Nevertheless, I suspect that the current record holder, even if by the slimmest of margins, is probably the Boeing 747. We have previously discussed an aerodynamic principle called the area rule that describes how to minimize drag on an aircraft flying above Mach 0.8. In simple terms, the area rule states that the shape of the fuselage should be changed from the traditional tubular shape to more of an hourglass shape when the aircraft cruises in the vicinity of Mach 1. When both the fuselage and wing are added together, this layout creates a smooth distribution of the aircraft's cross-sectional area from the nose to the tail, as illustrated below.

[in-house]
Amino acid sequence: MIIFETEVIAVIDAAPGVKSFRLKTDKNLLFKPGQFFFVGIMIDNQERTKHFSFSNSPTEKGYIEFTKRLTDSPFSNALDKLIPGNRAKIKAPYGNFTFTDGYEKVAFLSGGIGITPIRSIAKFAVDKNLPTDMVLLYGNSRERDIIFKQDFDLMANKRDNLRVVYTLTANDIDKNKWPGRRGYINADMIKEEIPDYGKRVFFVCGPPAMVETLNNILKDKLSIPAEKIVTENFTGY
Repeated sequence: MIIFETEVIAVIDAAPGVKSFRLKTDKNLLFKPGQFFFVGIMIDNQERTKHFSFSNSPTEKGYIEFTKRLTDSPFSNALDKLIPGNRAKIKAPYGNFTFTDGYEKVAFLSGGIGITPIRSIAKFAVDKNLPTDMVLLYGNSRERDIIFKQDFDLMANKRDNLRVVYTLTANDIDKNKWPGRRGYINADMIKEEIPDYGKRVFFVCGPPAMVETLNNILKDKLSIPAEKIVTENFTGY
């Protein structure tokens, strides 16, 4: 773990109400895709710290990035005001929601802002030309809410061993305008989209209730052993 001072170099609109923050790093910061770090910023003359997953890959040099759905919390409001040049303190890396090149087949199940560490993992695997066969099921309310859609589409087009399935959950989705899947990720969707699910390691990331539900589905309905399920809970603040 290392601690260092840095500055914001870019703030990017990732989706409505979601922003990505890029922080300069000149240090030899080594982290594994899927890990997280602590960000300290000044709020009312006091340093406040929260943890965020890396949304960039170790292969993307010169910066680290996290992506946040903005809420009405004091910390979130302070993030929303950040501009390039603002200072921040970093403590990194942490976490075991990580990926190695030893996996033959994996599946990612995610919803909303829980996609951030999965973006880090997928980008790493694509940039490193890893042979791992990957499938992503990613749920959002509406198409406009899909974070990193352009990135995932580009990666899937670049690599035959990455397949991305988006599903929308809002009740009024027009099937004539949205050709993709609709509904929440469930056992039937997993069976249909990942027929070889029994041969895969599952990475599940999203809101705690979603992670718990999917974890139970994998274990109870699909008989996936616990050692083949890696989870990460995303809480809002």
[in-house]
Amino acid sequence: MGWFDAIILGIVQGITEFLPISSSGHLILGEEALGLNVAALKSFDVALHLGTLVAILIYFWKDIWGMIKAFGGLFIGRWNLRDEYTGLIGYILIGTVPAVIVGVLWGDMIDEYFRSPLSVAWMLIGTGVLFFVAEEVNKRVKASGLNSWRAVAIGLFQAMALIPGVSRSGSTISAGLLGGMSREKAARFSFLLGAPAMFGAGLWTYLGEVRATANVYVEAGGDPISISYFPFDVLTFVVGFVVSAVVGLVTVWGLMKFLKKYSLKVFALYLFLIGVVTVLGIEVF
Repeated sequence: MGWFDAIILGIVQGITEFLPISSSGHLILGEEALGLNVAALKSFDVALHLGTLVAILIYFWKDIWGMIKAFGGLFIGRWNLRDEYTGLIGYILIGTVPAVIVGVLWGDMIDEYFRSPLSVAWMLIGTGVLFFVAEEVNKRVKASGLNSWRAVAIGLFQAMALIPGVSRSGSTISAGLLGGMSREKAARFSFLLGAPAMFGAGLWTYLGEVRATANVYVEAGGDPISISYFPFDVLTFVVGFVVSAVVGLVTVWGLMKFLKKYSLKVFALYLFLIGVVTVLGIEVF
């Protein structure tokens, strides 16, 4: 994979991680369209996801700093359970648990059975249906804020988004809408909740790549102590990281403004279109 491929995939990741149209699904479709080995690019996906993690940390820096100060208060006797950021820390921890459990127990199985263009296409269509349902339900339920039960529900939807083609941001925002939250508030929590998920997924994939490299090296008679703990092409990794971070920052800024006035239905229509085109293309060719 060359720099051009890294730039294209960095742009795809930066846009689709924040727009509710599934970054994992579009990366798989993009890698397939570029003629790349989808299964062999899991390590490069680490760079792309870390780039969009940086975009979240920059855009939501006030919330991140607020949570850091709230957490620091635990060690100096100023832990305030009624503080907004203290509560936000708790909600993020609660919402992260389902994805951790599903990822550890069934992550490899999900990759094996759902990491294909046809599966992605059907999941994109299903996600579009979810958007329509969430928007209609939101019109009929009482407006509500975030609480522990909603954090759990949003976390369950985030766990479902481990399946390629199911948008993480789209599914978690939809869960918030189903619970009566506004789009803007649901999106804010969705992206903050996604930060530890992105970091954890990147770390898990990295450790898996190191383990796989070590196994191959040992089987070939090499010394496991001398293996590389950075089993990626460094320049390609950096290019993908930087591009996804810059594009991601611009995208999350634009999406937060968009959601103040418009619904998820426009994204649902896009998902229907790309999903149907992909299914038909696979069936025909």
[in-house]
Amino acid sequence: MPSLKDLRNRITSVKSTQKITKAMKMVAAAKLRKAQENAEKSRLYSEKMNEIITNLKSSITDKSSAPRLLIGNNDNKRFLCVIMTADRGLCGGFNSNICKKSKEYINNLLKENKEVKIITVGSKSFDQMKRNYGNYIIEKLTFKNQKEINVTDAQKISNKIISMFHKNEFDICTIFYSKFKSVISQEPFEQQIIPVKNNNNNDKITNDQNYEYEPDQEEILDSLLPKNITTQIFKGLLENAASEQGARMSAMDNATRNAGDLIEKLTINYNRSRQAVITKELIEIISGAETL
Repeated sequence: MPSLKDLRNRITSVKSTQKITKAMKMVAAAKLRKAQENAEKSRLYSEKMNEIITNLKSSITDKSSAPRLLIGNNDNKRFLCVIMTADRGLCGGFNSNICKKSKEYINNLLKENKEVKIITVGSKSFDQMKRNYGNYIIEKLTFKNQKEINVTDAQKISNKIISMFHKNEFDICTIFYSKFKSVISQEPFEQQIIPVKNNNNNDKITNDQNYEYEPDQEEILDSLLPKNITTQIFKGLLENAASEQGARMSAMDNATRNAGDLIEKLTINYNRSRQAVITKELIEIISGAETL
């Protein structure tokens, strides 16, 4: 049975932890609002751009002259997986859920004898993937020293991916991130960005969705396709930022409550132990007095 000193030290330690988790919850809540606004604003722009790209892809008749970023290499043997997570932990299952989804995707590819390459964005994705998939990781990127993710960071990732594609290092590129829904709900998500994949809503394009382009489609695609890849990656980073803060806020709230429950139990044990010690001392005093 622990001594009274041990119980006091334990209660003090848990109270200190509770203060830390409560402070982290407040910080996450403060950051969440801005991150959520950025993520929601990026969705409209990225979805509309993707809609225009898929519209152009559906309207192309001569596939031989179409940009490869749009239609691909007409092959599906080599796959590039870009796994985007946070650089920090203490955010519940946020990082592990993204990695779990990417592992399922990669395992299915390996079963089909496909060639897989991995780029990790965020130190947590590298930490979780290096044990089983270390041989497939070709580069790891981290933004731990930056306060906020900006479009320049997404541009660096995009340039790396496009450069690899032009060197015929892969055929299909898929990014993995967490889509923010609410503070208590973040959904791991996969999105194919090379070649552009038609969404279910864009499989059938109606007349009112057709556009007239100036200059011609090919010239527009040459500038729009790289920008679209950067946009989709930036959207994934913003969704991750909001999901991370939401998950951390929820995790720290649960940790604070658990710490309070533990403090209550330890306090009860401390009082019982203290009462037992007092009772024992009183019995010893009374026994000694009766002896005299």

This smooth distribution of area minimizes the likelihood of forming shock waves over the surface of the vehicle, which minimizes drag. Now take a look at the layout of the 747 and note the large bulbous region located atop the fuselage forward of the wing. This bulge contains the cockpit and upper passenger deck.
This distinctive "hump" has the effect of giving the 747 fuselage a shape closer to the hourglass contour described
earlier. As a result, the 747 experiences lower drag than a comparable airliner that lacks the bulged fuselage.
The aircraft can therefore travel slightly faster than its competitors for the same amount of fuel. If we compare
the maximum speeds of airliners, we find that the 747 is quoted as being capable of Mach 0.885 whereas most other
airliners can go no faster than Mach 0.87. While the advantage is a small one, it does appear to give the Boeing
747 the distinction of being the fastest commercial airliner in service today.
- answer by Jeff Scott, 16 November 2003
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